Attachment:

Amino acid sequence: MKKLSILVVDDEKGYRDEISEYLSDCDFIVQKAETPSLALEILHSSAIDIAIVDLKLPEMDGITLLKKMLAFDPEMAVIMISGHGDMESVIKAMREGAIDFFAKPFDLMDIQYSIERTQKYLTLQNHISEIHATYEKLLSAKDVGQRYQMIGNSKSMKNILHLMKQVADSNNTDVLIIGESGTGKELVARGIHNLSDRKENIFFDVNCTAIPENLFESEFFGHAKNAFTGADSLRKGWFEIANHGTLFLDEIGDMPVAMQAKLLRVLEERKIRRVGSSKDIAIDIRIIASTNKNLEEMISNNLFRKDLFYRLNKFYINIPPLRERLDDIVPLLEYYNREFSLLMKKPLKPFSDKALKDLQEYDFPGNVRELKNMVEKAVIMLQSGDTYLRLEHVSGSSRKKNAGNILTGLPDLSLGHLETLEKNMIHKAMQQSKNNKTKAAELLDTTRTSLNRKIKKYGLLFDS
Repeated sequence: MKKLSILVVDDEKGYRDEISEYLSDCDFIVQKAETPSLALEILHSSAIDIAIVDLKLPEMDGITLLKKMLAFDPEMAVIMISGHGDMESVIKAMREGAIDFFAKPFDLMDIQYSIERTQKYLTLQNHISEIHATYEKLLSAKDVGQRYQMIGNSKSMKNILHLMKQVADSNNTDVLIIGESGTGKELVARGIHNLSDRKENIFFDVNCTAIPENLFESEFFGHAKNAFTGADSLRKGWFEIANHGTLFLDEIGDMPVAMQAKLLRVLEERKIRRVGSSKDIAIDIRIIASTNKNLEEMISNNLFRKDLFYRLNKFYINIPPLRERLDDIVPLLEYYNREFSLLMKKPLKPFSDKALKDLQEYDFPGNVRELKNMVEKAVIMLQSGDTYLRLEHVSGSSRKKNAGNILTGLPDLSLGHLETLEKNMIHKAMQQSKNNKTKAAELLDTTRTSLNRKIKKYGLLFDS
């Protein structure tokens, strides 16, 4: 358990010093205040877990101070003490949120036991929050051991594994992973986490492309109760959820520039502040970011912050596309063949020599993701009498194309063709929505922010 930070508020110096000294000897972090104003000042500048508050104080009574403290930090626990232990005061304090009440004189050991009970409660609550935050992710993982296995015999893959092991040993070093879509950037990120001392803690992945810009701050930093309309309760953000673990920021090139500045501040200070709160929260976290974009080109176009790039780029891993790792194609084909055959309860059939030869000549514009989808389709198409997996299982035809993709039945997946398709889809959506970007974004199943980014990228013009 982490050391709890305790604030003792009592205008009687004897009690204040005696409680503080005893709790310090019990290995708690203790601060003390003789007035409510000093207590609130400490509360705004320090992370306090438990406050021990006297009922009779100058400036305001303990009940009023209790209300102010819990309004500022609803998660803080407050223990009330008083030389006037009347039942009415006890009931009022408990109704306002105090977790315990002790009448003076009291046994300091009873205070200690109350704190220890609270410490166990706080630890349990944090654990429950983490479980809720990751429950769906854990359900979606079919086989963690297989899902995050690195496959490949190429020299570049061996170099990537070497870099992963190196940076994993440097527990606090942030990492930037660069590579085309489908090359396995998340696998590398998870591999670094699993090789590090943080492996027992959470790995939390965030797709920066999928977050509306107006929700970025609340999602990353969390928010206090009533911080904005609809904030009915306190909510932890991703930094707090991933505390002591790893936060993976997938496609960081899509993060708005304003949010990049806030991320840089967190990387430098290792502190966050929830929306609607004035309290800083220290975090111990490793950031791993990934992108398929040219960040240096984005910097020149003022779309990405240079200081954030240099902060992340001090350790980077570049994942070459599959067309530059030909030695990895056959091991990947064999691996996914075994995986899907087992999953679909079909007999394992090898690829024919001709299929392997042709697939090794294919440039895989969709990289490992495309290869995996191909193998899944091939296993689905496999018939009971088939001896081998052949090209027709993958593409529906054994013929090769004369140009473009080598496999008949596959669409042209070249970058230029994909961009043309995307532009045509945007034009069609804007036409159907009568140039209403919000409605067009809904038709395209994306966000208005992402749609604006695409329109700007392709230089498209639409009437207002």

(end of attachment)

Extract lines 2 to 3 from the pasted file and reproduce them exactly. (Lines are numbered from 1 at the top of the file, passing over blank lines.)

Repeated sequence: MKKLSILVVDDEKGYRDEISEYLSDCDFIVQKAETPSLALEILHSSAIDIAIVDLKLPEMDGITLLKKMLAFDPEMAVIMISGHGDMESVIKAMREGAIDFFAKPFDLMDIQYSIERTQKYLTLQNHISEIHATYEKLLSAKDVGQRYQMIGNSKSMKNILHLMKQVADSNNTDVLIIGESGTGKELVARGIHNLSDRKENIFFDVNCTAIPENLFESEFFGHAKNAFTGADSLRKGWFEIANHGTLFLDEIGDMPVAMQAKLLRVLEERKIRRVGSSKDIAIDIRIIASTNKNLEEMISNNLFRKDLFYRLNKFYINIPPLRERLDDIVPLLEYYNREFSLLMKKPLKPFSDKALKDLQEYDFPGNVRELKNMVEKAVIMLQSGDTYLRLEHVSGSSRKKNAGNILTGLPDLSLGHLETLEKNMIHKAMQQSKNNKTKAAELLDTTRTSLNRKIKKYGLLFDS
């Protein structure tokens, strides 16, 4: 358990010093205040877990101070003490949120036991929050051991594994992973986490492309109760959820520039502040970011912050596309063949020599993701009498194309063709929505922010 930070508020110096000294000897972090104003000042500048508050104080009574403290930090626990232990005061304090009440004189050991009970409660609550935050992710993982296995015999893959092991040993070093879509950037990120001392803690992945810009701050930093309309309760953000673990920021090139500045501040200070709160929260976290974009080109176009790039780029891993790792194609084909055959309860059939030869000549514009989808389709198409997996299982035809993709039945997946398709889809959506970007974004199943980014990228013009 982490050391709890305790604030003792009592205008009687004897009690204040005696409680503080005893709790310090019990290995708690203790601060003390003789007035409510000093207590609130400490509360705004320090992370306090438990406050021990006297009922009779100058400036305001303990009940009023209790209300102010819990309004500022609803998660803080407050223990009330008083030389006037009347039942009415006890009931009022408990109704306002105090977790315990002790009448003076009291046994300091009873205070200690109350704190220890609270410490166990706080630890349990944090654990429950983490479980809720990751429950769906854990359900979606079919086989963690297989899902995050690195496959490949190429020299570049061996170099990537070497870099992963190196940076994993440097527990606090942030990492930037660069590579085309489908090359396995998340696998590398998870591999670094699993090789590090943080492996027992959470790995939390965030797709920066999928977050509306107006929700970025609340999602990353969390928010206090009533911080904005609809904030009915306190909510932890991703930094707090991933505390002591790893936060993976997938496609960081899509993060708005304003949010990049806030991320840089967190990387430098290792502190966050929830929306609607004035309290800083220290975090111990490793950031791993990934992108398929040219960040240096984005910097020149003022779309990405240079200081954030240099902060992340001090350790980077570049994942070459599959067309530059030909030695990895056959091991990947064999691996996914075994995986899907087992999953679909079909007999394992090898690829024919001709299929392997042709697939090794294919440039895989969709990289490992495309290869995996191909193998899944091939296993689905496999018939009971088939001896081998052949090209027709993958593409529906054994013929090769004369140009473009080598496999008949596959669409042209070249970058230029994909961009043309995307532009045509945007034009069609804007036409159907009568140039209403919000409605067009809904038709395209994306966000208005992402749609604006695409329109700007392709230089498209639409009437207002």